Finally, Rapp suggests there is some sort of omnibus appointment to look into torture cases. Nothing could be further from the truth. Durham’s mandate is extremely narrow, covering only a small group of cases involving CIA agents that have already been examined by the CIA’s inspector general and found to warrant a Justice Department probe. Is there any real risk of charges being brought? President Obama travelled to the CIA and assured its agents that if they were involved in torture within the guidelines authorized by John Yoo, Jay Bybee, and Steven Bradbury, they didn’t need to worry about being prosecuted. So Durham’s entire mandate is to look at torture allegations that go beyond the torture that the Justice Department had okayed. Got that?
I asked Melina Milazzo, the Pennoyer Fellow for Advocacy at Human Rights First, who has been tracking the complementarity issue, what she thought of Rapp’s rationalizations. “Complementarity means being able and willing to hold accountable the planners and enablers as well as the executors of torture,” she said.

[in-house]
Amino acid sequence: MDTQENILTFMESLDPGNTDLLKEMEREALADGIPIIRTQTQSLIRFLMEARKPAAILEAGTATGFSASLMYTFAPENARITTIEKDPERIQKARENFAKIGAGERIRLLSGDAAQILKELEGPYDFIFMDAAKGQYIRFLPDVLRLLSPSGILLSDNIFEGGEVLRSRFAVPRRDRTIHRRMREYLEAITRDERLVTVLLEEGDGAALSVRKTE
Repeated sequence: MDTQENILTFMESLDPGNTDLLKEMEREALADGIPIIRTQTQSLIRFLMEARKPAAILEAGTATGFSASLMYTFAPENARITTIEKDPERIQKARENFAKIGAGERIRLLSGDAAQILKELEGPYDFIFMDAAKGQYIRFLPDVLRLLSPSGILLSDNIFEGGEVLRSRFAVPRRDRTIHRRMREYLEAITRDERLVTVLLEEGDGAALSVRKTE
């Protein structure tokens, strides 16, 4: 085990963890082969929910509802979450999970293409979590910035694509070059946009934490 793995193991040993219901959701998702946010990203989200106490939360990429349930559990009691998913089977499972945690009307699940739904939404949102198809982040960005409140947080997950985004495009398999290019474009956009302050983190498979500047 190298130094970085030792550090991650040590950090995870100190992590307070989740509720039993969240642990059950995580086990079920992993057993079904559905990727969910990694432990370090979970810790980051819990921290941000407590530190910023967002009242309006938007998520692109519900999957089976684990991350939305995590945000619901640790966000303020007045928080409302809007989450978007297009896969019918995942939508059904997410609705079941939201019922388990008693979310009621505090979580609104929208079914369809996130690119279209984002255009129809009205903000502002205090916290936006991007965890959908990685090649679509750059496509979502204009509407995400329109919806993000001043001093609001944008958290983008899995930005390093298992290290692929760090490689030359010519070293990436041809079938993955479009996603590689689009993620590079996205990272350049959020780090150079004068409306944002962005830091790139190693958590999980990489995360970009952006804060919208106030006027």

By drawing an arbitrary line to look only at so-called unauthorized torture, the Obama administration suggests it is unwilling to fully investigate – or even review – the Bush-era torture policies. Instead, it has adopted an Abu Ghraib-like investigation – simply focused on a “few bad apples.”